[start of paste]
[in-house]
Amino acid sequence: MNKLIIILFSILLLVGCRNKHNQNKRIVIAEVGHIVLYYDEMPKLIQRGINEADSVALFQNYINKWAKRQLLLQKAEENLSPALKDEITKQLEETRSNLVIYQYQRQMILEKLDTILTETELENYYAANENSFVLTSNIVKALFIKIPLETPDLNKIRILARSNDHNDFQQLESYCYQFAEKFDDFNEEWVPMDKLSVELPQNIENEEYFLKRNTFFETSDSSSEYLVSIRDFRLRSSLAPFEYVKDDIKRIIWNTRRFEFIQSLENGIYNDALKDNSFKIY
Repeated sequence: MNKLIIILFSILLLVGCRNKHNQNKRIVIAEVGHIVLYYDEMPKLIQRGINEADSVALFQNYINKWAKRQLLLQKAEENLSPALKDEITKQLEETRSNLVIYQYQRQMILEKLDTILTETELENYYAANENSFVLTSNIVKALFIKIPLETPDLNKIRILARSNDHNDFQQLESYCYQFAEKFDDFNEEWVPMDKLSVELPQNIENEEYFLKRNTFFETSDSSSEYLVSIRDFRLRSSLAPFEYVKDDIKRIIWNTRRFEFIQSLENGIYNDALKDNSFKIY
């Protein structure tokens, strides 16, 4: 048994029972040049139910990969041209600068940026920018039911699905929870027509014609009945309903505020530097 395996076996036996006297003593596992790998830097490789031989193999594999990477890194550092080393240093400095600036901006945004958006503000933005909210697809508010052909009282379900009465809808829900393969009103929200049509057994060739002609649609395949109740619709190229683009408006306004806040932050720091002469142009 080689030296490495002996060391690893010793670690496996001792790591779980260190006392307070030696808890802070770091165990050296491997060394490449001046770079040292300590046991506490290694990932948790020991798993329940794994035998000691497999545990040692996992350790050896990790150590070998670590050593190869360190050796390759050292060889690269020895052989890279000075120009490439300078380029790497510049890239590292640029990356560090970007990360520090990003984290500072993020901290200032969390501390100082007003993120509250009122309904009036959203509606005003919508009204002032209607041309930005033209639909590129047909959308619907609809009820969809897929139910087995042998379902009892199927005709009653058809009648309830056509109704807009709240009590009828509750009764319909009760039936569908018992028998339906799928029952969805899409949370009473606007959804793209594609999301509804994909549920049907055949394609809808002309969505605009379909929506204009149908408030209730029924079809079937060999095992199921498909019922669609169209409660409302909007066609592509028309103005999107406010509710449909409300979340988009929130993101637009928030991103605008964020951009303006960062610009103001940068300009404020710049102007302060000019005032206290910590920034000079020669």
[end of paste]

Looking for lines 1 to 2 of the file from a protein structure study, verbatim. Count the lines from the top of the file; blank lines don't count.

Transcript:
[in-house]
Amino acid sequence: MNKLIIILFSILLLVGCRNKHNQNKRIVIAEVGHIVLYYDEMPKLIQRGINEADSVALFQNYINKWAKRQLLLQKAEENLSPALKDEITKQLEETRSNLVIYQYQRQMILEKLDTILTETELENYYAANENSFVLTSNIVKALFIKIPLETPDLNKIRILARSNDHNDFQQLESYCYQFAEKFDDFNEEWVPMDKLSVELPQNIENEEYFLKRNTFFETSDSSSEYLVSIRDFRLRSSLAPFEYVKDDIKRIIWNTRRFEFIQSLENGIYNDALKDNSFKIY